The most famous Pirandello's play and one of the most famous plays in general - Six Characters in Search of an Author - is staged in Satirical Theatre Kerempuh. As far back as 1921, Pirandello’s characters embarked on the search for an author, which still has not finished. Apart from the writer himself, the search has come upon various other things which will also find their place in Frljić’s performance. In the society that has been searching for its identity for the past twenty-six years as obsessively as for the author, this Pirandello’s play about theatre assumes additional meanings. As one of the signatories of the Manifesto of Fascist Intellectuals, Pirandello most certainly echoes in contemporary Croatia - at least by the number of characters who are, unknowingly, searching for him.



LUIGI PIRANDELLO was a versatile Italian literary author whose opus consisted of canonic prose and drama texts that made him famous. Still, it might be worth mentioning that his literary career began with poetry. His work was awarded with the Nobel Prize for literature. We can continue with the enumeration of the author’s works but we think that it might be more interesting to take a peek into Pirandello’s private life, which was controversial, to say the least, and which shaped those texts in which he kept returning to family issues. He was born in the poor south of Sicily, in the family of wealthy and politically active industrialists who were engaged in Il Risorgimento, the movement for the unity and democratization of Italy. His relationship with his father was never good: Pirandello wanted to study literature, while his father insisted he should take over family business. Pirandello started a relationship with a cousin, and faced the ultimatum of having to choose between studies and marriage. He chose the former option and obtained his degree in Germany. Upon graduation, he returned to Italy, got married and fathered three children. His trust in Mussolini was so big that he sent his Nobel Prize medal to the Fascist government, thus supporting Duce’s imperialist aspirations. After he had his wife committed to psychiatric asylum, he came into conflict with Fascist leaders, which put him under constant surveillance for the rest of his life. He died at his home in Rome in 1936, leaving behind one of the most relevant literary opuses of the first part of the 20th century.


OLIVER FRLJIĆ was born in 1976 in Bosnia-Herzegovina. He studied philosophy, religious studies and directing in Croatia and works as a director, author, actor and theorist around Europe. His productions have garnered several awards and invitations to international festivals, including the Wiener Festwochen for his 2010 production Mrzim istinu! (Ich hasse die Wahrheit!), and the Heidelberger Stückemarkt new play festival for Black Box Schule, developed at Schauspielhaus Düsseldorf. From 2014-2016 he served as the artistic director of the Croatian National Theatre in Rijeka. In early 2016 he announced that he was resigning out of protest against Croatian cultural policy. Oliver Frljić is part of a Szenen-Wechsel project (Change of Scene, a Robert Bosch Foundation programme) with the HAU Hebbel am Ufer. In June 2017 Frljić came to the Maxim Gorki Theatre with his production Der Fluch - Klątwa - The Curse, based on Stanisław Wyspiański, as a guest performance. The production's premiere at Teatr Powszechny ignited a political scandal and attracted attention on an international level. In 2018 Frljić worked together with the Gorki's ensemble for the first time. With Gorki - Alternative für Deutschland? Frljić follows the logic of politics to question the theatre and rethink the democratic system.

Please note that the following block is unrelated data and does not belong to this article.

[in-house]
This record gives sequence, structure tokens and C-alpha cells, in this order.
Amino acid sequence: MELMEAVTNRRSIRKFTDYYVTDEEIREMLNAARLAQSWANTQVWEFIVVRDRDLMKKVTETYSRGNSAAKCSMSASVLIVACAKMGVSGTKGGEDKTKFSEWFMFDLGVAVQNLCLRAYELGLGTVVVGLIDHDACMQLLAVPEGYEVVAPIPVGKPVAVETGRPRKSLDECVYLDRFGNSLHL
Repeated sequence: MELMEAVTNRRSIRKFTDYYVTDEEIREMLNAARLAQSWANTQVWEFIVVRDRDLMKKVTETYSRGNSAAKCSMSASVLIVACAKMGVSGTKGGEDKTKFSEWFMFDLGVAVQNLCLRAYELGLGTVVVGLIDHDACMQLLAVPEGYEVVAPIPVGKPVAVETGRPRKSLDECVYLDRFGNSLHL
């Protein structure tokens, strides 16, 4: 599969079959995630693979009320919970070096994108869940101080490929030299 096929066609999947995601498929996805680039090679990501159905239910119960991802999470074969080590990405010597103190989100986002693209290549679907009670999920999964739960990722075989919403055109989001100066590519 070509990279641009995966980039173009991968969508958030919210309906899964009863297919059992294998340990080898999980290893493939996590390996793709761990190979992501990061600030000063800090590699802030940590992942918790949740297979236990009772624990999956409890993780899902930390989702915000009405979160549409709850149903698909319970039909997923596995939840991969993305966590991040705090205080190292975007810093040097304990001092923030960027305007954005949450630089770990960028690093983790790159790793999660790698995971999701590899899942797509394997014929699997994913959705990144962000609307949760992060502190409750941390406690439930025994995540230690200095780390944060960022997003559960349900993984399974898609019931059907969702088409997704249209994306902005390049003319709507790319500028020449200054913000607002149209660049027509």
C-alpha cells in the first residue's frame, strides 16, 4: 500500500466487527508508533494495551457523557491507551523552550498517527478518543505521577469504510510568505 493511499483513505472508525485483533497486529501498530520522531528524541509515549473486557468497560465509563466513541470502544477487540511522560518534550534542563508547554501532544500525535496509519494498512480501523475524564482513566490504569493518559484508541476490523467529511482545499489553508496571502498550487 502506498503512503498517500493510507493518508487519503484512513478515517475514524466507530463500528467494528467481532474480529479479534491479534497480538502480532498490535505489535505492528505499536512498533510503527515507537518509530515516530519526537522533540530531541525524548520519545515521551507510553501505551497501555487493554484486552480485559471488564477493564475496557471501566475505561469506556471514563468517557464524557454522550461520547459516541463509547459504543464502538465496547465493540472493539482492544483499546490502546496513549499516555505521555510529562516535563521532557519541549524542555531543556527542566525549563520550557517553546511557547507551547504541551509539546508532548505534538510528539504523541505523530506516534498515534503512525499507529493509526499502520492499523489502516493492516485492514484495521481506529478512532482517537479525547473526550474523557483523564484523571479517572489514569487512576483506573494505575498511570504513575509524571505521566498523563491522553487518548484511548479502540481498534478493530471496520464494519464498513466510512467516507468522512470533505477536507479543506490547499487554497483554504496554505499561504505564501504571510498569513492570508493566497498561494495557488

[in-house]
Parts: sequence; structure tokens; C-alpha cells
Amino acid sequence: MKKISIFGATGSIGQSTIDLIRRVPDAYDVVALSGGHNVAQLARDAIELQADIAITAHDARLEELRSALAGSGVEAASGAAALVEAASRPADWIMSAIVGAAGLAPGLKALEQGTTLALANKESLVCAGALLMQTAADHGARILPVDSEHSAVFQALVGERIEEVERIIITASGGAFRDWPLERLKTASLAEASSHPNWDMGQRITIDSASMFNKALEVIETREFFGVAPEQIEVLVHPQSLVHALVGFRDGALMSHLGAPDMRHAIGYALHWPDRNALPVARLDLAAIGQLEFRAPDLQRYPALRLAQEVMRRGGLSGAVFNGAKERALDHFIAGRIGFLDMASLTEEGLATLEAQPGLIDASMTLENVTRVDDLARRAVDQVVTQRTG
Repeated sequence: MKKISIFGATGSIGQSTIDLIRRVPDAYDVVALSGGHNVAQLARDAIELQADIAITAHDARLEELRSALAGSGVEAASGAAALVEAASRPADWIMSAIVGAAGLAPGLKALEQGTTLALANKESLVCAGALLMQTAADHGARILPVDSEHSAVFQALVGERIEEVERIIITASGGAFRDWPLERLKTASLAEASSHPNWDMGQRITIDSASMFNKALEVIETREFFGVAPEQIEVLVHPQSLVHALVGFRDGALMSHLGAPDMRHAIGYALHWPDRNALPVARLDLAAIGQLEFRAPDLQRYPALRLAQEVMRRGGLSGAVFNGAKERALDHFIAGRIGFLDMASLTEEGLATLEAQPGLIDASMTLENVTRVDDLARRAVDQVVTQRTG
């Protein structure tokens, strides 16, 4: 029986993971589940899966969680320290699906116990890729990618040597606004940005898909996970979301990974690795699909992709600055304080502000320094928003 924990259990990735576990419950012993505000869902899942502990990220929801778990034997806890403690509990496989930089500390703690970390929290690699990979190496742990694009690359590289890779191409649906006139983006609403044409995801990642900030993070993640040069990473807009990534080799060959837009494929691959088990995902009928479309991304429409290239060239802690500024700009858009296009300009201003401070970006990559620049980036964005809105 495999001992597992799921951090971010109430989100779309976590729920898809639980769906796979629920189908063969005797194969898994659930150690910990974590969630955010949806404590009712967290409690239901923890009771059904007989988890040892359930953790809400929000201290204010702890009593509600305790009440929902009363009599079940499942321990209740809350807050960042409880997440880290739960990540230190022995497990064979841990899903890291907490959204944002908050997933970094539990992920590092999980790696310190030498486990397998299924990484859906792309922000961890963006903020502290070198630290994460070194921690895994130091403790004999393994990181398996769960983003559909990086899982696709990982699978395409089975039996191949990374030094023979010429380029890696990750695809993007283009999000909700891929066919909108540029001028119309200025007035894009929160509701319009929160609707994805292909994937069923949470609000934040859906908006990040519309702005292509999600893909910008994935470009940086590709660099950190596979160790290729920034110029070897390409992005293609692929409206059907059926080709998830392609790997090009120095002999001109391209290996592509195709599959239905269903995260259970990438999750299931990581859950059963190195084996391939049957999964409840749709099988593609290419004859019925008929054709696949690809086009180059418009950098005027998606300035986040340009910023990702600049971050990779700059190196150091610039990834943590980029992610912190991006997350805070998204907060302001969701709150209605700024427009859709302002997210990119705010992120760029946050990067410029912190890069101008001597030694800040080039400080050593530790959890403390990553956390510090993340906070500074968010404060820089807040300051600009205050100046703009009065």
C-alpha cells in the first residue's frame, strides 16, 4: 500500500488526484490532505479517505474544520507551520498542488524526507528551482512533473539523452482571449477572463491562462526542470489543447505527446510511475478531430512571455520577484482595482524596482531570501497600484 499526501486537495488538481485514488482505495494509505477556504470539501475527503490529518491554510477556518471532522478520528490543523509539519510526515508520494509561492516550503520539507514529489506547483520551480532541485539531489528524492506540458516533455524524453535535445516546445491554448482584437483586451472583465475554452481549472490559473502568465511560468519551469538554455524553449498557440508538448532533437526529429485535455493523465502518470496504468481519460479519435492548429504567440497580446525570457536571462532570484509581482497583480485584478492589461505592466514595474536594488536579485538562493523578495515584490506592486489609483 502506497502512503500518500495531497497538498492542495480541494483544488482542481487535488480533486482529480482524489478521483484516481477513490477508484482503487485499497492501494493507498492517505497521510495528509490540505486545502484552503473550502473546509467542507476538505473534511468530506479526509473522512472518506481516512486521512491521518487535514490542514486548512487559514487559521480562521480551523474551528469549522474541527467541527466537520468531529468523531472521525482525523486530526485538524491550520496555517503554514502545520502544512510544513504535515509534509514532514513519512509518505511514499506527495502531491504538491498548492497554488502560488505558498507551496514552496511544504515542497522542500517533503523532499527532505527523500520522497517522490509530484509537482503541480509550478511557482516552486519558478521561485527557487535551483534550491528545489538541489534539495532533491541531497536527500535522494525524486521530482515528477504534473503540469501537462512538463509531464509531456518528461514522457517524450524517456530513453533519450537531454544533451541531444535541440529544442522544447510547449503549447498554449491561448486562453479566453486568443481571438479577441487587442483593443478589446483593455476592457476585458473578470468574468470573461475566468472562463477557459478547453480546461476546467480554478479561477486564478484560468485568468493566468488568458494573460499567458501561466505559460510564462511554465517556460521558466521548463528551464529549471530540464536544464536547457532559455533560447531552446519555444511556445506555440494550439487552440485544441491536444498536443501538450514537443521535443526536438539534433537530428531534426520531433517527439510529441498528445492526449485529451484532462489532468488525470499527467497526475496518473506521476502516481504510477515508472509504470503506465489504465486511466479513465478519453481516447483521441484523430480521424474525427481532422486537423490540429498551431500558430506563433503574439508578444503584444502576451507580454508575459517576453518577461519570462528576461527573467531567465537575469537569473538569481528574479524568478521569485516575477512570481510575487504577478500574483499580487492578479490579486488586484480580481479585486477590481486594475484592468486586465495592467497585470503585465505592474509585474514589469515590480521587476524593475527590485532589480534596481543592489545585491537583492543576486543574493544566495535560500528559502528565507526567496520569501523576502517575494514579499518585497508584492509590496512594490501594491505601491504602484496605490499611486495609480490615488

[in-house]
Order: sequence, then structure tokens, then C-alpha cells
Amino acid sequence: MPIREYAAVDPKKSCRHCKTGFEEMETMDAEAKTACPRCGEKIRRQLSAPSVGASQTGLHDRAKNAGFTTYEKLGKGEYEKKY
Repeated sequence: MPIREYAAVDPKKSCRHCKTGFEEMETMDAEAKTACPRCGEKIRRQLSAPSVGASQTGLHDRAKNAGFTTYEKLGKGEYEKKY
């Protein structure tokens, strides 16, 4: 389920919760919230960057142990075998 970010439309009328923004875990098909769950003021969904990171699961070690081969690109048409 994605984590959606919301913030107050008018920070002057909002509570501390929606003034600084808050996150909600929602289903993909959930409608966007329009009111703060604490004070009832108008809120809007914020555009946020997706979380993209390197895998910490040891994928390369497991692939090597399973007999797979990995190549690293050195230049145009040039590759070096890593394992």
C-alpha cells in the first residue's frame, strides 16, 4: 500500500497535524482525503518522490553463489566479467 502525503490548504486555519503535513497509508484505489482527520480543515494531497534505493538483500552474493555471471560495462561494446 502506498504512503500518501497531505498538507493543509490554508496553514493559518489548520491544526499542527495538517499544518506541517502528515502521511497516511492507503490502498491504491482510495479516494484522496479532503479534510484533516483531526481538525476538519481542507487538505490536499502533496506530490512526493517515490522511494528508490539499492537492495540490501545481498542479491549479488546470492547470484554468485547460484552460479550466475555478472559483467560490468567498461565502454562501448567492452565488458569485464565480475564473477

“There is no doubt that one part of the audience will be scandalized by this performance but scandal is not the fuel used for Frljić's stage coach. On the contrary: scandal is ridiculed as a cheap demagogy in Croatian reality, in place of which the entire ensemble and authors demand seriousness and analytical approach in the perception of societal criminal.”

Nataša Govedić, Novi List


“In the first 15 minutes, we are confronted with a frightening allegory of the pigsty-state where conservative „elite“ gets high on nation, religion, cocaine and money, not necessarily in that order...”

Boris Rašeta, Express


“Many Frljić's performances emanate anxiety caused by right-wing political and religious extremes. Aware of the organic link between theatre and politics, enhanced by the fact that theatre is a public institution, he uses the space to express criticism of deliberate denunciation, suppression and forgetting, by the means of pretty literal and plastic theatre language of serving, and not of instructing or suggesting.”

Anđela Vidović, Arteist